Tuesday 7 April 2020 2:26 pm

Volkswagen fitted cars with emissions test 'defeat devices', High Court rules

The High Court has ruled today in favour of thousands of consumers that Volkswagen used a “defeat device” on some of its diesel cars which was able to cheat emissions tests. 

The vehicles affected were sold under Volkswagen, Audi, Seat and Skoda brands and were fitted with an EA 189 diesel engine.

Read more: Volkswagen hit with largest environmental fine in Canadian history

The ruling by the High Court came after around 91,000 claimants brought the legal action following reports in September 2015 that vehicles were able to “cheat” the emissions tests in order to be approved for sale.

Since that date, when Volkwagen revealed that around 11m of its vehicles around the world, including 1.2m in the UK, had been fitted with the restriction-cheating engines, the auto giant has been engulfed by the scandal.

Thus far the car maker has paid out over €30bn in fines, costs and settlements, and has faced criminal charges from German authorities.

Law firm Leigh Day represented claimants alongside Slater and Gordon.  Bozena Michalowska-Howells, solicitor at the former firm, said:

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“Many of our clients have been horrified to find out that they had been driving vehicles which were much more harmful to the environment than they were led to believe.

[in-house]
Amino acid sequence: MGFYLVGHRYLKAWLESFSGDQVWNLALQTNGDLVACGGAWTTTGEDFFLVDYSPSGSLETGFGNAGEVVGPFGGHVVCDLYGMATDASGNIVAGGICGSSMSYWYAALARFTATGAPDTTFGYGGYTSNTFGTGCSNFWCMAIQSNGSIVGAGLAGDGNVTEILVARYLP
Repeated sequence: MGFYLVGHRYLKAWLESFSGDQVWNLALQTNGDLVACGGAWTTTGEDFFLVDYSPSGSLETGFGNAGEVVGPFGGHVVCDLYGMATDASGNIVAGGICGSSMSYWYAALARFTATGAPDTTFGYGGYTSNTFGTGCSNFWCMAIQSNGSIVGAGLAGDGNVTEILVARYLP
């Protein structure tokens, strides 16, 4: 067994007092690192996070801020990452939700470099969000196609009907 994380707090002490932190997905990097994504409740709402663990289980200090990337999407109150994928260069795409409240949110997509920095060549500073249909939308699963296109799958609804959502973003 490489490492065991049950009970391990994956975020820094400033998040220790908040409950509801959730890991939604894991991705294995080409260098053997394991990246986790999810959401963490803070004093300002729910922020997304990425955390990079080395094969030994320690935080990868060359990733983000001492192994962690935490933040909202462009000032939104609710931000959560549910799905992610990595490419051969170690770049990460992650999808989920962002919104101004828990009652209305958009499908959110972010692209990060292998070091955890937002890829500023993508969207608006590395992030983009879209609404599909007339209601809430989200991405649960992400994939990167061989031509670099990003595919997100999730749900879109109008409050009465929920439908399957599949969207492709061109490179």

“We hope that Volkswagen accepts the court’s decision and we urge them to now do the right thing and put their customers first by entering into settlement negotiations so that our clients are not forced to drag VW through the courts and be faced with further years of litigation to determine their losses.”

Gareth Pope of Slater and Gordon said: “In the judge’s own words, VW’s defence was ‘highly flawed’, ‘hopeless’ and ‘absurd’. 

“VW’s utter failure to convince the court of the merits of its case means that now is surely time for it to settle these claims and put this shameful episode behind it”.

A Volkswagen spokesperson said: “While Volkswagen is disappointed that the outcome was not in our favour, the judgment relates only to preliminary issues.

Read more: Coronavirus:Volkswagen to cease production at European plants

“To be clear, today’s decision does not determine liability or any issues of causation or loss for any of the causes of action claimed. These remain to be determined by the Court as the case continues.

“Volkswagen is considering carefully the grounds on which it may seek to appeal today’s decision.”

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